Finally, Enrique’s brand of physical and brazen football doesn’t fit in well with Rodgers’ preference for intelligent tactical play; even Flanagan’s displays seemed to have worked better in his system.

Given the high-profile links with Southampton’s Dejan Lovren, per Gary Jones of the Daily Star, it seems evident that Liverpool have identified center back as a priority position, but the reality is that upgrades are needed all across the back four.

And we haven’t yet touched on the hotly debated position that is goalkeeper.

 

Clive Rose/Getty Images

 

 

An Unlikely Smokescreen Would Be Nice

Yet for all of the strengthening that Liverpool’s defence need, the rumor market is still in a frenzy linking the Reds with a forward to replace the goals of Suarez.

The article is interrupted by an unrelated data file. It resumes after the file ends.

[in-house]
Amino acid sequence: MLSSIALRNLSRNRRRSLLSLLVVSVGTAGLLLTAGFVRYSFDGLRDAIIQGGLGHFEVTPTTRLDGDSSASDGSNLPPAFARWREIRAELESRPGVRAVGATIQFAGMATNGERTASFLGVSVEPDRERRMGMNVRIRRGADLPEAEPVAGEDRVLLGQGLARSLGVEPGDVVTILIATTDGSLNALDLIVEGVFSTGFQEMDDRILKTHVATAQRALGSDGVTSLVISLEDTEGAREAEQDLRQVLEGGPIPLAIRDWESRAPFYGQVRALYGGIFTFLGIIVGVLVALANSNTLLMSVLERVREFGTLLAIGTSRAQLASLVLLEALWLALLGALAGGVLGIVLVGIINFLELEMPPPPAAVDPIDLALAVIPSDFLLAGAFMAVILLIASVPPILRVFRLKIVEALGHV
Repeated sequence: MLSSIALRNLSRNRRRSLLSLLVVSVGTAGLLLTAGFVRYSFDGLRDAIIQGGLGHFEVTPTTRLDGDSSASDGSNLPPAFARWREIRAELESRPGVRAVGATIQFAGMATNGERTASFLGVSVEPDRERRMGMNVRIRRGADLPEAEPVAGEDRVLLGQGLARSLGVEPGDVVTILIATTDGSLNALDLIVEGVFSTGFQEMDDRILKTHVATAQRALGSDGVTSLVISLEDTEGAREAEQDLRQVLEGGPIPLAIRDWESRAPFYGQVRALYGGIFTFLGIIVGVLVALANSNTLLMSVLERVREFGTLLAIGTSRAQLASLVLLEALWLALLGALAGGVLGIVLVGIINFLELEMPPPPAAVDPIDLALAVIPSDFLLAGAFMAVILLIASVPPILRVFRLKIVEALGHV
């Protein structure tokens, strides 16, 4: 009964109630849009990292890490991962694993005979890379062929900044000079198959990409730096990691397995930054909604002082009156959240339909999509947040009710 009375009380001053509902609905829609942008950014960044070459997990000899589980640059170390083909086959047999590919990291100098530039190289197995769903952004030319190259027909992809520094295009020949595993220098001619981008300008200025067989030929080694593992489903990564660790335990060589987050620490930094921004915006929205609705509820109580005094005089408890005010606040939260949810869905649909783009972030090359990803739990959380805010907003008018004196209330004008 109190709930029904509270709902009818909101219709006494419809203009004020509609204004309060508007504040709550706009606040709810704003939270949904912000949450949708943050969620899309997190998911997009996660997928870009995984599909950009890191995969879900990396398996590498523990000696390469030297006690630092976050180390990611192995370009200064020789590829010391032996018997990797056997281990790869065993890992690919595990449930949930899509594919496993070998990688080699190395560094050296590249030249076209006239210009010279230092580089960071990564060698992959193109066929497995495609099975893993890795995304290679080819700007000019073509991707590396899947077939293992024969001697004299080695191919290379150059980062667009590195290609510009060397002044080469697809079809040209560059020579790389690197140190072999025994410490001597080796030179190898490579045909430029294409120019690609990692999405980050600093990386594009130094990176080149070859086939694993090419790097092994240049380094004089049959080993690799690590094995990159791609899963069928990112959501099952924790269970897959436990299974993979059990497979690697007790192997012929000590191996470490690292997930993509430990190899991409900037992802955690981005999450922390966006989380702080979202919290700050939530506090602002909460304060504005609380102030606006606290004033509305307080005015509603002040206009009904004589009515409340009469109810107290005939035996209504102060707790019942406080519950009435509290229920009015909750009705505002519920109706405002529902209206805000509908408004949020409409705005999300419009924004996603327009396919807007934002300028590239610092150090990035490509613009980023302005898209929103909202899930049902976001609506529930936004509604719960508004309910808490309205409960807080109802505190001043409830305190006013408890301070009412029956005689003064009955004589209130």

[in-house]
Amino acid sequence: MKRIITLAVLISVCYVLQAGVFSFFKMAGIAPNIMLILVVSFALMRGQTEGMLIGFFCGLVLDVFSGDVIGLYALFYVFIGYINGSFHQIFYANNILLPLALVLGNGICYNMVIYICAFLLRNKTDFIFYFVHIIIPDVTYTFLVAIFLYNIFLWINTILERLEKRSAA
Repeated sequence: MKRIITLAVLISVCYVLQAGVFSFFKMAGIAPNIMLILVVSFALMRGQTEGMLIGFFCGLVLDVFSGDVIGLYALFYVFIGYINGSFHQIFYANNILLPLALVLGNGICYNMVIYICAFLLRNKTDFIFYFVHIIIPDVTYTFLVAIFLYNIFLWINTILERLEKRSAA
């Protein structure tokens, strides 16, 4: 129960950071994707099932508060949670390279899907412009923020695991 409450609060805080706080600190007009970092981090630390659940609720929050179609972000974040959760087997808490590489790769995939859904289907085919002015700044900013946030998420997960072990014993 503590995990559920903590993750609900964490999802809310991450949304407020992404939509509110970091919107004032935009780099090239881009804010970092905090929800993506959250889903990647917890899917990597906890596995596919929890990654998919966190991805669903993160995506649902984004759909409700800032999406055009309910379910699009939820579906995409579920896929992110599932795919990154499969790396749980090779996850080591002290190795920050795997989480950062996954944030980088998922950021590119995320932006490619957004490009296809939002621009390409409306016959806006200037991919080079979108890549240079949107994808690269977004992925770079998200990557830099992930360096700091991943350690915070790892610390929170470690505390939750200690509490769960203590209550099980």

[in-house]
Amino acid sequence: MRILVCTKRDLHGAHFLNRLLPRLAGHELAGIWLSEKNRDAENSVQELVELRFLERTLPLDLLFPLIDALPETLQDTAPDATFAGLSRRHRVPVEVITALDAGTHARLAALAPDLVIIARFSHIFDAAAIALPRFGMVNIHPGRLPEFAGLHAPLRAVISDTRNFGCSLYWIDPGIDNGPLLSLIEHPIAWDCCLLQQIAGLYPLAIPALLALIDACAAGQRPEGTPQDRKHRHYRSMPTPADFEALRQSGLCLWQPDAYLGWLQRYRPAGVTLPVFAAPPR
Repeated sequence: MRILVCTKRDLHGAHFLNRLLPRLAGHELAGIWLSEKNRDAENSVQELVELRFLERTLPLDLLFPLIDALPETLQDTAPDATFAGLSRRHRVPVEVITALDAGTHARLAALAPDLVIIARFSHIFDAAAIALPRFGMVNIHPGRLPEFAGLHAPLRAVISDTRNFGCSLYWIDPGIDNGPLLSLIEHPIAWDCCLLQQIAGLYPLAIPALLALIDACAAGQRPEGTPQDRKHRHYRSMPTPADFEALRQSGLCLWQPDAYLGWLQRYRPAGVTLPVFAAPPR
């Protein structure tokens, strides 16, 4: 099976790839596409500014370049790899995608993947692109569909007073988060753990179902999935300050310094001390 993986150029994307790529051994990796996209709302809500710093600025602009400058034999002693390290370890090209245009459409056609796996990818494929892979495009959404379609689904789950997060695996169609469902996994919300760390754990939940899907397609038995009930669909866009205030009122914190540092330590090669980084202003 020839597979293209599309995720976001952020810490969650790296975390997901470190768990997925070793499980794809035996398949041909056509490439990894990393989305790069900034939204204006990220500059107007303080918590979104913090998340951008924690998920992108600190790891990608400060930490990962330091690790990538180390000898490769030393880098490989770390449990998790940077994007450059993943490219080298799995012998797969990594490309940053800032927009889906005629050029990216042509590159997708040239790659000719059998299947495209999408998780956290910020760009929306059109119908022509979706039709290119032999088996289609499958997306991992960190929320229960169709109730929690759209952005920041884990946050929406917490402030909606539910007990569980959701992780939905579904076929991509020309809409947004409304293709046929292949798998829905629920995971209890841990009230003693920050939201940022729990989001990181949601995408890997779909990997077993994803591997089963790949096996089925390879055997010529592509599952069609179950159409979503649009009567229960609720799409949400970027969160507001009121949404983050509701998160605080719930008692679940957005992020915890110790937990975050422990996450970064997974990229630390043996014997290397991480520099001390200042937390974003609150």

Now that Alexis Sanchez, previously a candidate either to play with Suarez at Anfield or to replace him as part of the deal taking the Uruguayan to Camp Nou, has joined Arsenal, the seemingly most adequate successor has slipped out of Rodgers’ grasp.

Cue the rumors linking the Reds with a move for Swansea City’s Wilfried Bony, via Sam Cunningham of the Daily Mail, and the apparently imminent double deal for Divock Origi and Lazar Markovic, via BBC Sport‘s Ben Smith.

All well and good, except they seem to hint that the club are preoccupied with filling the Suarez-shaped void up front and neglecting the obvious issues at the back.

Besides Lovren, Liverpool have not been seriously linked with any central defender, while an on-again, off-again approach for Sevilla’s Alberto Moreno seems to be their only lead in the full-back areas.

Which leaves arguably more than half of all the defensive positions in need of upgrading, if we include Simon Mignolet’s position between the Anfield posts.